General information: First Jewish presence: 18th century; peak Jewish population: 71 in 1861; Jewish population in 1933: 29
Summary: In 1850, the Jewish community of Nieder-Saulheim (Lower Saulheim) converted a house on Am Kapellenberg into a synagogue (renovated in 1912). On New Year’s Eve, 1918, the synagogue’s windows were smashed. Although services were not conducted in the synagogue during the years 1924 to 1936—probably for lack of a minyan and a chazzan—the community still managed to consecrate a Jewish cemetery, located inside the municipal burial grounds, in 1936, prior to which burials had been conducted in Jugenheim. In 1933, Nieder-Saulheim’s Jewish population was 29; the three Jews of Ober-Saulheim (Upper Saulheim) were affiliated with the community. Later, in 1936, the Jewish community of Mainz sent a chazzan and some congregants to Nieder-Saulheim, enabling the resumption of synagogue services there. The political situation, however, deteriorated to such an extent that, in August 1938, the Union of Jewish Communities of Hesse asked the Jewish authorities to send food to the beleaguered Nieder-Saulheim community, as German shop owners and traders were refusing to sell to Jews. On Pogrom Night, at which point 10 Jews lived in Nieder- Saulheim and one in Ober-Saulheim, the synagogue was destroyed. The community was disbanded shortly afterwards. One Nieder-Saulheim Jew emigrated and 24 relocated within Germany. At least four local Jews perished in the Shoah.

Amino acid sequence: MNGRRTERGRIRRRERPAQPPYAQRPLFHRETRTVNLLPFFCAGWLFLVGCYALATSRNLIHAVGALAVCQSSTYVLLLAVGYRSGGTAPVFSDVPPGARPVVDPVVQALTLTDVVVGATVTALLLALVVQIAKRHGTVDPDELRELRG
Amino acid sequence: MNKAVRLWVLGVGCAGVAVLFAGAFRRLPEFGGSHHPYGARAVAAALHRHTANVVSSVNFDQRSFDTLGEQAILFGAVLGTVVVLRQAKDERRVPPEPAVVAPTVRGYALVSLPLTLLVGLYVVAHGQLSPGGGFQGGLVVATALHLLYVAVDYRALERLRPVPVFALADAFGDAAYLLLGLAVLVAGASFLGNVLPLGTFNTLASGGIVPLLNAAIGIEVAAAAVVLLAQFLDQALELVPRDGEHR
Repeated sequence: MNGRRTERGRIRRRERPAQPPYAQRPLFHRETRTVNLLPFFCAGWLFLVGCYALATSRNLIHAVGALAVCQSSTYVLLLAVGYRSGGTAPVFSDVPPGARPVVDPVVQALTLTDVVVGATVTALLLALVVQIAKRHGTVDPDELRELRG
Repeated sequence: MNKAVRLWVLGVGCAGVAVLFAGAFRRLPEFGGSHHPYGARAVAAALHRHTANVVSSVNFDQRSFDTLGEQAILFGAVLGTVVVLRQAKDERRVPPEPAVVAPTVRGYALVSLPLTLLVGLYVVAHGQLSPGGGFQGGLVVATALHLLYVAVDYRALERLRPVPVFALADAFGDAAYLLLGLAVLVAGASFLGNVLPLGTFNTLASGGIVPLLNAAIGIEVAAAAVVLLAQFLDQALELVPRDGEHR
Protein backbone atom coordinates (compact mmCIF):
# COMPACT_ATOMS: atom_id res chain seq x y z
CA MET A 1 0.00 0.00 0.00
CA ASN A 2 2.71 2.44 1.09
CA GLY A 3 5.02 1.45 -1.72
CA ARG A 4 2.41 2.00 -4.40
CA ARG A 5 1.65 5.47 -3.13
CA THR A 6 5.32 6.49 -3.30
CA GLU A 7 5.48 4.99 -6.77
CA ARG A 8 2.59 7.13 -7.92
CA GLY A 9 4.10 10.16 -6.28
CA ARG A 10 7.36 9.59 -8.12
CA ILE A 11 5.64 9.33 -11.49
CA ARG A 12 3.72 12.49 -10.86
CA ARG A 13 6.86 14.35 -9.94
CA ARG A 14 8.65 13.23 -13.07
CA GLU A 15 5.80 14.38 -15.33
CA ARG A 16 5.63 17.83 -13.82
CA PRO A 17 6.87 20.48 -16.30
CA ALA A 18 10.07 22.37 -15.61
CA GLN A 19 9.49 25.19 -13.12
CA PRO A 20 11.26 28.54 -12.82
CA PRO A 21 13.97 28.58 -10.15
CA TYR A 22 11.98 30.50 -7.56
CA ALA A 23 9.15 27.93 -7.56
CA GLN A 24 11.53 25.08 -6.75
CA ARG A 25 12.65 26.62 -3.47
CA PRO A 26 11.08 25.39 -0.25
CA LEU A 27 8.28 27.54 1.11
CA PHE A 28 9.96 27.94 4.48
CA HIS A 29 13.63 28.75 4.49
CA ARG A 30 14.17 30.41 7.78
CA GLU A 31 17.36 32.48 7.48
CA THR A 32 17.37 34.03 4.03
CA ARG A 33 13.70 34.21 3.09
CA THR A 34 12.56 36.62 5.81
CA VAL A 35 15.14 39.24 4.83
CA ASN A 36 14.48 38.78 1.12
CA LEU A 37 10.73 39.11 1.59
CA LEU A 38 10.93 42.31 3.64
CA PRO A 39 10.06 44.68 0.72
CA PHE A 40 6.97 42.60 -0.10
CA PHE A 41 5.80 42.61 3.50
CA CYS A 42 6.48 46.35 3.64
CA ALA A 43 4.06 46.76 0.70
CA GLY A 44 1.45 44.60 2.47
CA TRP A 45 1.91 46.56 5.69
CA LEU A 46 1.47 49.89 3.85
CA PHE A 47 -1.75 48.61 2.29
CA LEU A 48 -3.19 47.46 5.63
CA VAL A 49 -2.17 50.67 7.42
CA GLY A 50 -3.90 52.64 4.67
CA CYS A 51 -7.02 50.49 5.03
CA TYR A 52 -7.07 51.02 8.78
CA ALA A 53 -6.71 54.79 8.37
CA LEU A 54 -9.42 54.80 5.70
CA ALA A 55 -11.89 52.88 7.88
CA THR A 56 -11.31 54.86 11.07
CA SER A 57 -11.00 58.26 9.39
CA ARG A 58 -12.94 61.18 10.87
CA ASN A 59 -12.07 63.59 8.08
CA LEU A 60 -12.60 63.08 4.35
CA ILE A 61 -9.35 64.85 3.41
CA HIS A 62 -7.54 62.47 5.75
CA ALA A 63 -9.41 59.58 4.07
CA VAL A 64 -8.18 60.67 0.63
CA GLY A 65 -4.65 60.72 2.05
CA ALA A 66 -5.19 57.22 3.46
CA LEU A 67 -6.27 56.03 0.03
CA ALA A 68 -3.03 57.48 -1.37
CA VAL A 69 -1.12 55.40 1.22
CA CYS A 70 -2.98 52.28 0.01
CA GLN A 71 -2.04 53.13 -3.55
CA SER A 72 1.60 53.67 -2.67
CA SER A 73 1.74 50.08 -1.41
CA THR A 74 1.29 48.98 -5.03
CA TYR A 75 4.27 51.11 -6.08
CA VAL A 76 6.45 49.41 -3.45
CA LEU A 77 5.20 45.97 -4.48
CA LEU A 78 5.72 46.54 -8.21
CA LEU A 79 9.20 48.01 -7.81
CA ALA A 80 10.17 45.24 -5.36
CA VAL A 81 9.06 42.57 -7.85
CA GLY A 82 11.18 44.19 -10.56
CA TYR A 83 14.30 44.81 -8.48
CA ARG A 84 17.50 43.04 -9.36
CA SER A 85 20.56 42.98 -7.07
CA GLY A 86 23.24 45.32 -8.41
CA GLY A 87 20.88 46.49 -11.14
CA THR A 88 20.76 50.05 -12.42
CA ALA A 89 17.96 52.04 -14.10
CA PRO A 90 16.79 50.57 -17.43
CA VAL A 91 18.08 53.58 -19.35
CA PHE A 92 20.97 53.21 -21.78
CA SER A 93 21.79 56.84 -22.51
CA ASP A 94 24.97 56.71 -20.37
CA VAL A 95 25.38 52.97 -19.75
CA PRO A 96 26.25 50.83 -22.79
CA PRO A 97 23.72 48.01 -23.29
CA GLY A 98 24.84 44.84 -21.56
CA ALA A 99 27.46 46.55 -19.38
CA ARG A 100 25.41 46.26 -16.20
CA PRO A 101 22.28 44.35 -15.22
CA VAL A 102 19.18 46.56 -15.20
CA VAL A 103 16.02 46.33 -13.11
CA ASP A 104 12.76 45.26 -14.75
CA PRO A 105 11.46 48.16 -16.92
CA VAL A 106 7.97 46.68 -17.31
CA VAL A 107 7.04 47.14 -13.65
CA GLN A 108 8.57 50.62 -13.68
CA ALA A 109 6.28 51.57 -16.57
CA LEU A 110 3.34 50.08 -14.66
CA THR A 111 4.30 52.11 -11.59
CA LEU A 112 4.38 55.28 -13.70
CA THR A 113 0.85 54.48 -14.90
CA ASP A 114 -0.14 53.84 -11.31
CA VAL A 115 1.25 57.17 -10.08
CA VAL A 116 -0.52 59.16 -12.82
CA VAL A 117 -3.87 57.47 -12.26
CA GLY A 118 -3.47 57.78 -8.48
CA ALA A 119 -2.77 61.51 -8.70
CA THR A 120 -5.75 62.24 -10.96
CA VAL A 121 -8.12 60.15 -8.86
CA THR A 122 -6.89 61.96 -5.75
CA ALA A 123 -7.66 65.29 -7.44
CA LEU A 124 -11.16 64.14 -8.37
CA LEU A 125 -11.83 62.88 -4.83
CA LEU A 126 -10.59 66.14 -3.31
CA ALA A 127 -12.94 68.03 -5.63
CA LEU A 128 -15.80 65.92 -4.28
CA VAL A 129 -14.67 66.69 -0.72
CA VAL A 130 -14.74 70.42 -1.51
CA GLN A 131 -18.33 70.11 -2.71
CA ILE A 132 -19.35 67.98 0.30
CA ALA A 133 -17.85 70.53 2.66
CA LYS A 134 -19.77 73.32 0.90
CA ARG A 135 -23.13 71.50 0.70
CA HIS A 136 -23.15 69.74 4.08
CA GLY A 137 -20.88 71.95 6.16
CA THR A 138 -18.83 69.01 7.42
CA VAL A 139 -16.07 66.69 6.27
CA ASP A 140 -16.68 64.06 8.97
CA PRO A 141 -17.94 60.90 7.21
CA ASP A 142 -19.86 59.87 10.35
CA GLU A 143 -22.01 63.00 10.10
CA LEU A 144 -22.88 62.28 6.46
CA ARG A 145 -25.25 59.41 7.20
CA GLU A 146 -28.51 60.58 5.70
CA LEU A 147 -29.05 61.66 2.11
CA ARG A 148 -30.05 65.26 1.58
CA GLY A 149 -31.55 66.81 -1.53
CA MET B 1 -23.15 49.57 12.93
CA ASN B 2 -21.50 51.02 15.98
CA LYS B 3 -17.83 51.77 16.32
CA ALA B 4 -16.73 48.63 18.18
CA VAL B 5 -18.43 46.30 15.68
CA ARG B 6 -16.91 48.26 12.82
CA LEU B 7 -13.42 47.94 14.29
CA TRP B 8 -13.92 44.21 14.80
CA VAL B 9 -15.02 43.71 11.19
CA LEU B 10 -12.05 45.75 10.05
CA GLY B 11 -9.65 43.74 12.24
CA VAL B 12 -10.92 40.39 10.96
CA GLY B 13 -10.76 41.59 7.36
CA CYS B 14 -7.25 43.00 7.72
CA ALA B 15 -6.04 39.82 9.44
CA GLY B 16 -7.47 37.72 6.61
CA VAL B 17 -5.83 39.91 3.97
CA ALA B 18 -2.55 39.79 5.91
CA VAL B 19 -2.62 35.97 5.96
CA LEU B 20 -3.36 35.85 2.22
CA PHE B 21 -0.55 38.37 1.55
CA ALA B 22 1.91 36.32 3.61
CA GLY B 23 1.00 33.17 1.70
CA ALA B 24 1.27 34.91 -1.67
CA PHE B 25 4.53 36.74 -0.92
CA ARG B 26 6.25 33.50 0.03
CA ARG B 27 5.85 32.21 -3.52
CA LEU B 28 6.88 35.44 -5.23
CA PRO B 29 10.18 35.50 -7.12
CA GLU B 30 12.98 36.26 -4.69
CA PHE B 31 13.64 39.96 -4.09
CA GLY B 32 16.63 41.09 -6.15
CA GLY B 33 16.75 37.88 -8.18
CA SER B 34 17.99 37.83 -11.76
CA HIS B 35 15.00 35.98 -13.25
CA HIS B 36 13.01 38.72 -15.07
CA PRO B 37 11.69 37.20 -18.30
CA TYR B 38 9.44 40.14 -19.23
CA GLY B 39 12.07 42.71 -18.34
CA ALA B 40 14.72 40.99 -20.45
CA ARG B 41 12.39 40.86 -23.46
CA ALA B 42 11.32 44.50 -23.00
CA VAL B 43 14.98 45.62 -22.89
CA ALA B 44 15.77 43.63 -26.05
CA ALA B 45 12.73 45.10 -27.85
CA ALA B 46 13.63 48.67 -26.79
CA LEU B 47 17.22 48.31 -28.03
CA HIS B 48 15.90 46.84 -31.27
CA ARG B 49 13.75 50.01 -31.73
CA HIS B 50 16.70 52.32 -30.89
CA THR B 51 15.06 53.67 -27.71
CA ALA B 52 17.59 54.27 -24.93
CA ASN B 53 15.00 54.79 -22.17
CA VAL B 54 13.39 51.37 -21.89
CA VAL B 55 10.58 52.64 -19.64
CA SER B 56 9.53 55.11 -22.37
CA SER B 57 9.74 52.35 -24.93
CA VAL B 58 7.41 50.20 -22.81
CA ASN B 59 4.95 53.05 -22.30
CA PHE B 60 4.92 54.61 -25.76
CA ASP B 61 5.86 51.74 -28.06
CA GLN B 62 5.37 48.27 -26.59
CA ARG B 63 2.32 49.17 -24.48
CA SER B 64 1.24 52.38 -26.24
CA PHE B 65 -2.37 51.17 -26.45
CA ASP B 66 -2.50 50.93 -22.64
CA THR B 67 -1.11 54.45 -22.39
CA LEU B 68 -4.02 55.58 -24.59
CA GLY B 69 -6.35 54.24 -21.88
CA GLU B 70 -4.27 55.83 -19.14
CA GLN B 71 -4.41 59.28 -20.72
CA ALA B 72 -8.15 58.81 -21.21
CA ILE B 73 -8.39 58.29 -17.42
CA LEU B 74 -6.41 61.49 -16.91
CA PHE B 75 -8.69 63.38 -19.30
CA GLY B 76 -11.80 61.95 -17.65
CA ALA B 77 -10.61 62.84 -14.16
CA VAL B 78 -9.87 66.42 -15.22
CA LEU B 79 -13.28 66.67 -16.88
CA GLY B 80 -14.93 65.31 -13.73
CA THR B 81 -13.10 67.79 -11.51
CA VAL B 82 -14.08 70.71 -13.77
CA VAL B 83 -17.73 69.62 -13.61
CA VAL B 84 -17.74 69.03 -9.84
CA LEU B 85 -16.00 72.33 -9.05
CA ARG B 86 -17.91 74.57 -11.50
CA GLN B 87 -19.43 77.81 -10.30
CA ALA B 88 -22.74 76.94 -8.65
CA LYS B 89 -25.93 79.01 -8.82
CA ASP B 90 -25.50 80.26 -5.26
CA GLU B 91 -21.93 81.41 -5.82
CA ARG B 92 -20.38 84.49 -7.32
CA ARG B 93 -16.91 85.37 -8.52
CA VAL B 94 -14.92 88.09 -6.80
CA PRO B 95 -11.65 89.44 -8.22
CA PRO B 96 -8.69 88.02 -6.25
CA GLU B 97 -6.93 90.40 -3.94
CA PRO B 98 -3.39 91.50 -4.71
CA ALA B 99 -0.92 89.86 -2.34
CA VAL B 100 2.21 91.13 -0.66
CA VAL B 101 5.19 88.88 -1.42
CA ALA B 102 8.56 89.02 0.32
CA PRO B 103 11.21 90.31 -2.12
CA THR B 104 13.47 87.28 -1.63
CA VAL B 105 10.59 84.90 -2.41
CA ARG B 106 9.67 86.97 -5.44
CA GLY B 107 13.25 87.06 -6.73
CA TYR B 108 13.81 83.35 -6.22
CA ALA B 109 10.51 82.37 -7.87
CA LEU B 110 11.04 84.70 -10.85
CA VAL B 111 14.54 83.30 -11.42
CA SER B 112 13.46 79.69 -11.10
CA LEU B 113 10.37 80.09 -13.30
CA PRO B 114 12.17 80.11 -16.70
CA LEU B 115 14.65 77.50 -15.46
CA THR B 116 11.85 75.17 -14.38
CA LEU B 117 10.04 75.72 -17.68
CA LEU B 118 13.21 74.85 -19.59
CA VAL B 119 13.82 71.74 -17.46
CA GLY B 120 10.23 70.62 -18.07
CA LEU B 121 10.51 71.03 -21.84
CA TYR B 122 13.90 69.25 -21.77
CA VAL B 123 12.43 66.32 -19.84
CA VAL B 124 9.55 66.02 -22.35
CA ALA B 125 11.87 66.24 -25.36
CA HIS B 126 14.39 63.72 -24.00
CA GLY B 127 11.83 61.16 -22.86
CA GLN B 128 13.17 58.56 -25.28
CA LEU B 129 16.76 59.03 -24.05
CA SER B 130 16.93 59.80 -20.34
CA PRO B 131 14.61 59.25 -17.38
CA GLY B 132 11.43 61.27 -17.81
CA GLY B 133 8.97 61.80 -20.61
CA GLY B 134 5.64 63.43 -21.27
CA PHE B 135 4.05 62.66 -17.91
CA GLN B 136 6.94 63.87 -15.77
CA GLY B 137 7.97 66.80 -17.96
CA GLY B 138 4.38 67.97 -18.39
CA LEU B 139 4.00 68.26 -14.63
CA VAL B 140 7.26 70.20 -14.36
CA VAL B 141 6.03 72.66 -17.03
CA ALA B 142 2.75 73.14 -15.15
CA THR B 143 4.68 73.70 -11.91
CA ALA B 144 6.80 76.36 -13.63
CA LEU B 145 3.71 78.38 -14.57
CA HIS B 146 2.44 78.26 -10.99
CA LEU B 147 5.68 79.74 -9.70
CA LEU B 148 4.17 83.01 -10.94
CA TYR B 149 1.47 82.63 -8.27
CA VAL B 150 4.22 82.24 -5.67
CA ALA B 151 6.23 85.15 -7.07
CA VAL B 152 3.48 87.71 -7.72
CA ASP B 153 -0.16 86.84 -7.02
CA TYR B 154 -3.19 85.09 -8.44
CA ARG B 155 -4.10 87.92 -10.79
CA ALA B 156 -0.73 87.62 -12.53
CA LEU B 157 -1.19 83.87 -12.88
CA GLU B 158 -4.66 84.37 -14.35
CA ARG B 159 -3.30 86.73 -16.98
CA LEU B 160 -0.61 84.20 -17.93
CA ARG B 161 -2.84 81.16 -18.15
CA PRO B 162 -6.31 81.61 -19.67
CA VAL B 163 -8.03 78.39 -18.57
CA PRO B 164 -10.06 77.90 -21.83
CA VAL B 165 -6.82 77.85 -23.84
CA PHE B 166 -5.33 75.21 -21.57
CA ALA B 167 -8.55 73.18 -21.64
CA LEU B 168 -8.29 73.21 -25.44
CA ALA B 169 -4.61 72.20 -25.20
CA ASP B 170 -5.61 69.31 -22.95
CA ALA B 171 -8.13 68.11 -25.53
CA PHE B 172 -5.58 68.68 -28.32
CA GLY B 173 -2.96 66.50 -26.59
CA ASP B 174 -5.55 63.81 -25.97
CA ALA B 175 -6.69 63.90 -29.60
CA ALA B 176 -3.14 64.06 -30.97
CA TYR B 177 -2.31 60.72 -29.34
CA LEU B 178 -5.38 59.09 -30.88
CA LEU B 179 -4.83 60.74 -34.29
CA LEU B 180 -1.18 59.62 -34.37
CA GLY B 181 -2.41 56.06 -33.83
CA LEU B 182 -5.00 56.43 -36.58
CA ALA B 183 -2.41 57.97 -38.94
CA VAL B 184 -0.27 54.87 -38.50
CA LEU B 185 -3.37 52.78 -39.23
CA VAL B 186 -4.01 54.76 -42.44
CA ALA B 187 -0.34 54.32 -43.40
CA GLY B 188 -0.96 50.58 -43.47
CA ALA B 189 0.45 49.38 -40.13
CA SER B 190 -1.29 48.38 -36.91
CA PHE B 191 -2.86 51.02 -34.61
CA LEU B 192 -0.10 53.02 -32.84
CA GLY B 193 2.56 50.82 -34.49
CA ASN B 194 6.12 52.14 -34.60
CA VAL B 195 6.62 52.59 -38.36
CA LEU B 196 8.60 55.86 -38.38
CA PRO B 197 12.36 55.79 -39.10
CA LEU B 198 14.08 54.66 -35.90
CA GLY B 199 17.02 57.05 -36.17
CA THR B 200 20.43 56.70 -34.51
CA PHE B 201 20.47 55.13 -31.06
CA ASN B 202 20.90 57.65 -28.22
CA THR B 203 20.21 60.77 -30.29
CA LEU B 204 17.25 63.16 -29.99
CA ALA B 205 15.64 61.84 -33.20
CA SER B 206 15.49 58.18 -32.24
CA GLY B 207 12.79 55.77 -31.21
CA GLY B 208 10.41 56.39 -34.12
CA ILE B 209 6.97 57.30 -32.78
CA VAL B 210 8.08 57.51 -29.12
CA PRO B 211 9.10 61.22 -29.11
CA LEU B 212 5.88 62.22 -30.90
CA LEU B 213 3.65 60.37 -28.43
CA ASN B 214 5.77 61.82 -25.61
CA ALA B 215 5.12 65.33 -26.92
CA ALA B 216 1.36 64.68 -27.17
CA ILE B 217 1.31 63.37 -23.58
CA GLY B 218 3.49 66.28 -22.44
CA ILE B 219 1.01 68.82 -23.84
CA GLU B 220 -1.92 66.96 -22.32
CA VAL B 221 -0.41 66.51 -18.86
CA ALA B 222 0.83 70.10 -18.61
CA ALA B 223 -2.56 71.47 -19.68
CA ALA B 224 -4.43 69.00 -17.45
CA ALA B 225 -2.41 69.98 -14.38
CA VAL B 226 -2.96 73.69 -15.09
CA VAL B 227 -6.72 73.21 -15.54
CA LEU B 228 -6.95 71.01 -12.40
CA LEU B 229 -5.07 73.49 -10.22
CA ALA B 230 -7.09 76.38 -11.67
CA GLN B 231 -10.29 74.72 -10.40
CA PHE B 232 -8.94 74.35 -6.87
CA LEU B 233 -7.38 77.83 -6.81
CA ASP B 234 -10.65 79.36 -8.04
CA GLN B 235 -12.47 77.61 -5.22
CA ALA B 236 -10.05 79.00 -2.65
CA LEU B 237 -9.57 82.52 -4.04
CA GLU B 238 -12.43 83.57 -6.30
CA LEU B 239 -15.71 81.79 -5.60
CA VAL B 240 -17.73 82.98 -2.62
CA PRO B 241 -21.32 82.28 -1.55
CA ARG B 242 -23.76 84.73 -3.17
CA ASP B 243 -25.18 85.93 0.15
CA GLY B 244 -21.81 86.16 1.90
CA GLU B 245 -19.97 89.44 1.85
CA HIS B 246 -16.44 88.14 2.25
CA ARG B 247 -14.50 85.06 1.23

Author / Sources: Esther Sarah Evans